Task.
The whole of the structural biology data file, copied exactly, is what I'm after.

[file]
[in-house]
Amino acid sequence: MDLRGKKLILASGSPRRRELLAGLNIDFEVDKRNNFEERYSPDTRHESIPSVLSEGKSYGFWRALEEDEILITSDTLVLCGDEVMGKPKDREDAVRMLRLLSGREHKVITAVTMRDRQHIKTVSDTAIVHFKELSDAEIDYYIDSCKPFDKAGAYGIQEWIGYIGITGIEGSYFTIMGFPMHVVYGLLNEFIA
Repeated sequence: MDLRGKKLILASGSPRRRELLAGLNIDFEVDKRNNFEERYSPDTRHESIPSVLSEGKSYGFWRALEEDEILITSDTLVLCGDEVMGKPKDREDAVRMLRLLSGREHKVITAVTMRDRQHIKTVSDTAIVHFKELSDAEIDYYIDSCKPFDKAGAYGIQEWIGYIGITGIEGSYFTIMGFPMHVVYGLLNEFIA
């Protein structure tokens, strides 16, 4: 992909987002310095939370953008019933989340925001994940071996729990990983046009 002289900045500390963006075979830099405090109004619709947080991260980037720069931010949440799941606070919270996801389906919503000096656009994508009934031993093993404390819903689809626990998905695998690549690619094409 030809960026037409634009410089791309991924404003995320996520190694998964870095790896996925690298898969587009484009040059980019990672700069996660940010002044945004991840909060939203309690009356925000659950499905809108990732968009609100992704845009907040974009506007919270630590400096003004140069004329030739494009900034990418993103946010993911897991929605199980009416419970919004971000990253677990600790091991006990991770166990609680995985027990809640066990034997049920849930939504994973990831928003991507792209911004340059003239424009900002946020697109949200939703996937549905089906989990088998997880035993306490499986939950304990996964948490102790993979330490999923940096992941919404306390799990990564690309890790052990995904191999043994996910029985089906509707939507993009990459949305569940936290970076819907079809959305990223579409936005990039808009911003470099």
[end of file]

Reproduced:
[in-house]
Amino acid sequence: MDLRGKKLILASGSPRRRELLAGLNIDFEVDKRNNFEERYSPDTRHESIPSVLSEGKSYGFWRALEEDEILITSDTLVLCGDEVMGKPKDREDAVRMLRLLSGREHKVITAVTMRDRQHIKTVSDTAIVHFKELSDAEIDYYIDSCKPFDKAGAYGIQEWIGYIGITGIEGSYFTIMGFPMHVVYGLLNEFIA
Repeated sequence: MDLRGKKLILASGSPRRRELLAGLNIDFEVDKRNNFEERYSPDTRHESIPSVLSEGKSYGFWRALEEDEILITSDTLVLCGDEVMGKPKDREDAVRMLRLLSGREHKVITAVTMRDRQHIKTVSDTAIVHFKELSDAEIDYYIDSCKPFDKAGAYGIQEWIGYIGITGIEGSYFTIMGFPMHVVYGLLNEFIA
């Protein structure tokens, strides 16, 4: 992909987002310095939370953008019933989340925001994940071996729990990983046009 002289900045500390963006075979830099405090109004619709947080991260980037720069931010949440799941606070919270996801389906919503000096656009994508009934031993093993404390819903689809626990998905695998690549690619094409 030809960026037409634009410089791309991924404003995320996520190694998964870095790896996925690298898969587009484009040059980019990672700069996660940010002044945004991840909060939203309690009356925000659950499905809108990732968009609100992704845009907040974009506007919270630590400096003004140069004329030739494009900034990418993103946010993911897991929605199980009416419970919004971000990253677990600790091991006990991770166990609680995985027990809640066990034997049920849930939504994973990831928003991507792209911004340059003239424009900002946020697109949200939703996937549905089906989990088998997880035993306490499986939950304990996964948490102790993979330490999923940096992941919404306390799990990564690309890790052990995904191999043994996910029985089906509707939507993009990459949305569940936290970076819907079809959305990223579409936005990039808009911003470099």